For this example, we are going to use ngrok. ngrok exposes local servers behind NATs and firewalls to the public internet over secure tunnels.
Step One: Running PostgreSQL Locally
docker run --rm -p 5432:5432 -e POSTGRES_PASSWORD=secret -e POSTGRES_DB=demo postgres
For more details on configuration, see
postgres on Docker Hub.
Now that PostgreSQL is running on port
5432, you can connect to the local database outside of the container using
psql -U postgres -h localhost -p 5432 postgres
Step Two: Running Ngrok and Exposing PostgreSQL
Next, we can create a tunnel using ngrok and expose the locally running database.
ngrok tcp 5432
For more information, see ngrok tcp.
Note: You'll need to create an ngrok account to use tcp forwarding.
Step Three: Connecting to PostgreSQL
Now that PostgreSQL and ngrok are running, you can connect to the publically exposed database using
psql -h 0.tcp.ngrok.io -p 17618 -U postgres -d postgres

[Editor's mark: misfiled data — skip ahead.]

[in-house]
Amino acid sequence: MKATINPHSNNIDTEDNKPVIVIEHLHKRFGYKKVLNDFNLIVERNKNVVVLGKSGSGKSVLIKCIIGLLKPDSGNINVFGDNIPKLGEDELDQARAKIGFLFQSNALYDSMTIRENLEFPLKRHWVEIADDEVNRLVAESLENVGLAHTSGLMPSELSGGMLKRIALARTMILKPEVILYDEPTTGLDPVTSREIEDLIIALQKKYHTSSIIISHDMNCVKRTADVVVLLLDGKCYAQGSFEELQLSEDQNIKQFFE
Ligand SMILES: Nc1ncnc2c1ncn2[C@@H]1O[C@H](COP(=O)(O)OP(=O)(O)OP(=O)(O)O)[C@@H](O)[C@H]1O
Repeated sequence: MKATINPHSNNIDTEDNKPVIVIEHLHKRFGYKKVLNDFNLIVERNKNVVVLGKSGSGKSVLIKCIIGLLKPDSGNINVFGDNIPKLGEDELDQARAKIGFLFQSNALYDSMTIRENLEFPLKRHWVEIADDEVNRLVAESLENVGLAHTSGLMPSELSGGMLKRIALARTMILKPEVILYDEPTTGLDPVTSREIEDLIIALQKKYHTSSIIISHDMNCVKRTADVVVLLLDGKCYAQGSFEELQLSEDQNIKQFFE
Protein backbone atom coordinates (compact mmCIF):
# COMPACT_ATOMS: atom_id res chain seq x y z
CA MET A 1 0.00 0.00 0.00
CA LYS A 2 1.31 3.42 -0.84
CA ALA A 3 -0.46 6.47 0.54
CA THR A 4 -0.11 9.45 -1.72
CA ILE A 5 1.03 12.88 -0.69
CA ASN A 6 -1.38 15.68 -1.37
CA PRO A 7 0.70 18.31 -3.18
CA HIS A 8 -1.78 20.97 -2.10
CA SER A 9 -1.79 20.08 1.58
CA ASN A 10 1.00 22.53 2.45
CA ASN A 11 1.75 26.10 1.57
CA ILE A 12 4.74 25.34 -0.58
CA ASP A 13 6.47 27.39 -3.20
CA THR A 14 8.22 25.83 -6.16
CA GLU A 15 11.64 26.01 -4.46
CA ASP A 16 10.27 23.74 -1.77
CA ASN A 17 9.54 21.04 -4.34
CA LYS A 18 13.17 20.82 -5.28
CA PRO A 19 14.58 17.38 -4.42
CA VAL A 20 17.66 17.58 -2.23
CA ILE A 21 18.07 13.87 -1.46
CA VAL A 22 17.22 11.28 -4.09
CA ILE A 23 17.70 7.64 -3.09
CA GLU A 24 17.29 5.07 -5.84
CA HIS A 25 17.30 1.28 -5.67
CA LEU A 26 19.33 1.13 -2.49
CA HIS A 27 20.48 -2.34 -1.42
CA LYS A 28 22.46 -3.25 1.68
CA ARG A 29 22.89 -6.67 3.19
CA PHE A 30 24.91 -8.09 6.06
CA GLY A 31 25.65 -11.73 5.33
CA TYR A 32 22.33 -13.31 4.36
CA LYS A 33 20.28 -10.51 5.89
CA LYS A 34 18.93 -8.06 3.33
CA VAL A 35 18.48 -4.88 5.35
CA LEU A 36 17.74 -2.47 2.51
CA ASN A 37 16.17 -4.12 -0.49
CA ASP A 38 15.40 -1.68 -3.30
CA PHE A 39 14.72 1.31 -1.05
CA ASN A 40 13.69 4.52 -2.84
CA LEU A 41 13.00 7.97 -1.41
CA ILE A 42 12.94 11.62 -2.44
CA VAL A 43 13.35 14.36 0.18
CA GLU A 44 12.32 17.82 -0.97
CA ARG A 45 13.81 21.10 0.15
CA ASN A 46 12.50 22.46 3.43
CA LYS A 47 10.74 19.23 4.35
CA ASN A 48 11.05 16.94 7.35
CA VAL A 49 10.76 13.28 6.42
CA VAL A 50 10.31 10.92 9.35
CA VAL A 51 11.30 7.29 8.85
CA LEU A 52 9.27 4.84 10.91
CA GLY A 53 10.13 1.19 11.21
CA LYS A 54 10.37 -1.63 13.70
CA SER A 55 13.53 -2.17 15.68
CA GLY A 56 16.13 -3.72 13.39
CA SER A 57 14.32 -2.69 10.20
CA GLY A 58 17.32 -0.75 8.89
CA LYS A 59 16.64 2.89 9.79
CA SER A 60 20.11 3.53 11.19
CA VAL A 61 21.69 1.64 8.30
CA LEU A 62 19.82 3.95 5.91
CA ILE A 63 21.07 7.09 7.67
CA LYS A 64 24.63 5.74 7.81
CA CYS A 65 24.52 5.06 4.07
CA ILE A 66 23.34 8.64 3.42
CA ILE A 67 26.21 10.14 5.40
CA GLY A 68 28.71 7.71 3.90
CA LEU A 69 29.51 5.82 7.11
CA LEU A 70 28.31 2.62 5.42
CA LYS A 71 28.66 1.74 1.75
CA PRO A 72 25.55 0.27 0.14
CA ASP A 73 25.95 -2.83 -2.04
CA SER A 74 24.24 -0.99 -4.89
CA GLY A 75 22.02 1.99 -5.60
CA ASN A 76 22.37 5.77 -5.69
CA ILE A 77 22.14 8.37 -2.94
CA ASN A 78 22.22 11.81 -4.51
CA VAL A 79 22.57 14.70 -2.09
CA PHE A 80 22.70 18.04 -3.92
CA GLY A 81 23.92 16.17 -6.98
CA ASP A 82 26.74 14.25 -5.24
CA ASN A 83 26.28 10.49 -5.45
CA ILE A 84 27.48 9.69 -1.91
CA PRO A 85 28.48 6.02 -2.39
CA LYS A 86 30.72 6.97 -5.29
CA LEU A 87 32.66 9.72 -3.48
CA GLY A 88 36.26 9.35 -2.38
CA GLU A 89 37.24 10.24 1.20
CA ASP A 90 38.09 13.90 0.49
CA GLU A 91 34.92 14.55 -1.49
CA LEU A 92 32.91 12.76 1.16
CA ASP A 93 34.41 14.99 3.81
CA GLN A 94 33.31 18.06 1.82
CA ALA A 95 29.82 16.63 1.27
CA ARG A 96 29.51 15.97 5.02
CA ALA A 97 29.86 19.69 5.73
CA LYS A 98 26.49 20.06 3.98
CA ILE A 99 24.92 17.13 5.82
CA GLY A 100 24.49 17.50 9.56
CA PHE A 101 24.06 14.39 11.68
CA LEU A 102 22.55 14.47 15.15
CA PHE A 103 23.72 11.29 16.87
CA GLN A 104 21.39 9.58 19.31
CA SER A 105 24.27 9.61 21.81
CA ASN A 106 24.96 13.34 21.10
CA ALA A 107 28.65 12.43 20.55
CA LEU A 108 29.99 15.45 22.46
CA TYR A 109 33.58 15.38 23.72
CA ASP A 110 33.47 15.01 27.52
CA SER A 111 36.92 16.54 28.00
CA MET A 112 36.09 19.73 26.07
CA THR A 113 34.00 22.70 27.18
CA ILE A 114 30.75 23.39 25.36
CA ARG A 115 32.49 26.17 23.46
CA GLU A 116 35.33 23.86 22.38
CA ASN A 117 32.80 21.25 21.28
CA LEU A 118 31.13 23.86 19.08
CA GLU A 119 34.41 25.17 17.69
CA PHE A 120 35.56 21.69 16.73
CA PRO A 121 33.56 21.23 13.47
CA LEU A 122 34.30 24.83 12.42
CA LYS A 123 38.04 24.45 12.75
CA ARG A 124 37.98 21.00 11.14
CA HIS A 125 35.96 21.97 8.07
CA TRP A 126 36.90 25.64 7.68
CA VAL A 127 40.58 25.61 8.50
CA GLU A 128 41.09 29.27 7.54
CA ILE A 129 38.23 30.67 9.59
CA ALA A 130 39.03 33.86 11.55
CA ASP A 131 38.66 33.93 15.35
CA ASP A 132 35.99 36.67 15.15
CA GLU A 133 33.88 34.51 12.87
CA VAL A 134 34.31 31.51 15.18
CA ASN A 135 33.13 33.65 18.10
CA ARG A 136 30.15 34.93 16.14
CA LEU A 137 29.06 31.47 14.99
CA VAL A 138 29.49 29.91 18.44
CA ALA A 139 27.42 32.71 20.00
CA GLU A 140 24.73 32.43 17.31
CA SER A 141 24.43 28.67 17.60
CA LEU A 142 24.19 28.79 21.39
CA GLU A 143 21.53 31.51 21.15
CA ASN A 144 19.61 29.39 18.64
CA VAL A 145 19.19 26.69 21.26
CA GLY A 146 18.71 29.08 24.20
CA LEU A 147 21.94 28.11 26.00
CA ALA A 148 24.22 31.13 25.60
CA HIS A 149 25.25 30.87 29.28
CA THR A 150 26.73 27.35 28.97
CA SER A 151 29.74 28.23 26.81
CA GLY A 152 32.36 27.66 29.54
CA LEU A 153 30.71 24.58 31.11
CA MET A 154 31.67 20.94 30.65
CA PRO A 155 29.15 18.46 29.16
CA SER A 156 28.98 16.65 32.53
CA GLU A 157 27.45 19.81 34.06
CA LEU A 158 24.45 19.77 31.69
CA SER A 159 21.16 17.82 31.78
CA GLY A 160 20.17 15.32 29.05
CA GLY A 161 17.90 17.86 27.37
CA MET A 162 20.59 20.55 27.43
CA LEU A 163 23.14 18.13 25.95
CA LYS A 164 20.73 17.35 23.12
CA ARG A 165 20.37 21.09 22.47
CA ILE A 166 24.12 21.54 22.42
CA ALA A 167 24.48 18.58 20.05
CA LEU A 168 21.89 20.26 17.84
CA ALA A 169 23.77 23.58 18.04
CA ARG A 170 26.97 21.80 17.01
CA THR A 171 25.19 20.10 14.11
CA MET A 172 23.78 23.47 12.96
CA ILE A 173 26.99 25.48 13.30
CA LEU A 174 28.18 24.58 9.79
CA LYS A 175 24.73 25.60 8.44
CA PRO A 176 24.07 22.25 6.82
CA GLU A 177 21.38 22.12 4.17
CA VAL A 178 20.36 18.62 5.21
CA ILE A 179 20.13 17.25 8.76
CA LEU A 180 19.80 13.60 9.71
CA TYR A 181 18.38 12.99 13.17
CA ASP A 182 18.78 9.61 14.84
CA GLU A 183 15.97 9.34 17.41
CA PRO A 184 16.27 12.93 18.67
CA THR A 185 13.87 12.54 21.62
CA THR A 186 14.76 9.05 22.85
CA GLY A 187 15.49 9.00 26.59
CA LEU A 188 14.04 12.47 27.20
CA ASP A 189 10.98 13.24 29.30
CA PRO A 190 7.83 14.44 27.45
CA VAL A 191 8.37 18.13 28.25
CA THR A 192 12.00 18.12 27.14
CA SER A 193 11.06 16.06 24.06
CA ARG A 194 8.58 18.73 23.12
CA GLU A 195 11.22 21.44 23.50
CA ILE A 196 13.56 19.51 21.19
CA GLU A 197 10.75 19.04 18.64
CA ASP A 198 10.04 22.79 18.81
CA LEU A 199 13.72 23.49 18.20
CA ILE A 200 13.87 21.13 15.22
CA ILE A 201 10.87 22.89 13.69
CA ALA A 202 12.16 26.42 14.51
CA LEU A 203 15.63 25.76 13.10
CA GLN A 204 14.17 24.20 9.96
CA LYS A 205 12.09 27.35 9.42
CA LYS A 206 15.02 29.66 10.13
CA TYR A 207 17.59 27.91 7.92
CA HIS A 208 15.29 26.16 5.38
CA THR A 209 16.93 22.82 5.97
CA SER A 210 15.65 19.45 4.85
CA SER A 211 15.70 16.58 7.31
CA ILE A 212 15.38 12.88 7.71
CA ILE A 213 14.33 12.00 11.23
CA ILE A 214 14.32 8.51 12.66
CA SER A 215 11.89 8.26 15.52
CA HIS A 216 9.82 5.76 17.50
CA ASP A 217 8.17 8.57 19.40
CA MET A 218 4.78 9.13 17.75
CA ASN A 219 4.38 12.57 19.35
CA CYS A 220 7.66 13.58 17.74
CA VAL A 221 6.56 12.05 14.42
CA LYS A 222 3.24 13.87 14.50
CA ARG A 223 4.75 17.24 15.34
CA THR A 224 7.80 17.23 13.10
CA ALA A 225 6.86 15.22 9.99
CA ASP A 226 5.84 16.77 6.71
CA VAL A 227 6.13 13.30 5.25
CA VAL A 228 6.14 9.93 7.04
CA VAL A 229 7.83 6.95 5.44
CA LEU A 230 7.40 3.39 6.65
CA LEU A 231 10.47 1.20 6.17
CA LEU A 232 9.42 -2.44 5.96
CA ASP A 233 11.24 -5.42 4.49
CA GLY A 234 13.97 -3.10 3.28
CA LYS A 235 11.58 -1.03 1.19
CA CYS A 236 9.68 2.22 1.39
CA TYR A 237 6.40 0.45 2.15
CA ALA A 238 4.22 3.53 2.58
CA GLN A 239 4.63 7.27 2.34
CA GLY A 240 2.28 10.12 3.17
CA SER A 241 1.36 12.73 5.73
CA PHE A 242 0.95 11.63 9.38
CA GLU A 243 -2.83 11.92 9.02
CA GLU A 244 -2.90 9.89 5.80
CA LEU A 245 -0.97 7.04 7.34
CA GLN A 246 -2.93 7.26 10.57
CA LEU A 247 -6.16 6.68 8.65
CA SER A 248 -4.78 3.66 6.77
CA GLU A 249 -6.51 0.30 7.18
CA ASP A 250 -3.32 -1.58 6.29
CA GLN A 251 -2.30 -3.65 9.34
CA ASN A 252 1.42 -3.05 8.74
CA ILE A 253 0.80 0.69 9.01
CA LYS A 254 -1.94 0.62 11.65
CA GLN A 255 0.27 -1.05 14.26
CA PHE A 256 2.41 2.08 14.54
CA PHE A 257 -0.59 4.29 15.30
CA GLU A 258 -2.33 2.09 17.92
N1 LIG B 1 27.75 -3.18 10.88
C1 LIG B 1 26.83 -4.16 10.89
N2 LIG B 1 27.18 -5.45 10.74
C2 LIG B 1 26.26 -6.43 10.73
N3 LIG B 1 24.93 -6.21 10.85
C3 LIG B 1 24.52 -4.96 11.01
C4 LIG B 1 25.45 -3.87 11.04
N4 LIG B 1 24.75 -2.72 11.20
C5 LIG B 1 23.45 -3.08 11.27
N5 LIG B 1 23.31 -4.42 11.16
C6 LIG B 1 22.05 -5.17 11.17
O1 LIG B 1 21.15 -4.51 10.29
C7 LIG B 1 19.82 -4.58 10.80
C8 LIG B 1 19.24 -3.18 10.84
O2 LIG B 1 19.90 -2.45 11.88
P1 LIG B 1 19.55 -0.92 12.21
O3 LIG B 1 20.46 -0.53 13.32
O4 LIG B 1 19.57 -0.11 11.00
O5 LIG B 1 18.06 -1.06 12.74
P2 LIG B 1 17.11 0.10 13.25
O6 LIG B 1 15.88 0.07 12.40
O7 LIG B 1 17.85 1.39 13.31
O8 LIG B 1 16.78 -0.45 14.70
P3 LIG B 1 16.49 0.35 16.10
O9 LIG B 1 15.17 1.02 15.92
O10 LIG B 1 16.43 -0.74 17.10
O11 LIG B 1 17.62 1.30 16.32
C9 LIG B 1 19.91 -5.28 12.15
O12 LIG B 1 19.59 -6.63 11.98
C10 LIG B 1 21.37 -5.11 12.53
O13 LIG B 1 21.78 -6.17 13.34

That's it! You can now connect to your local instance over the internet.
This method super helpful to quickly test and analyze behavior using PostgreSQL with cloud services. For example, you can add the local PostgreSQL to Meroxa:
$ meroxa resource create localpg --type postgres --url "postgres://postgres:[email protected]:19272/demo?sslmode=disable"
Note: Since our database is local, SSL is not enabled by default. To connect, you'll need to append
?sslmode=disable to the PostgreSQL connection URL.
By adding it as a Meroxa Resource, you can easily capture real-time CDC events for every insert, update, delete operation from a local PostgreSQL table. For more, see PostgreSQL Resource Documentation.
I can't wait to see what you build 🚀.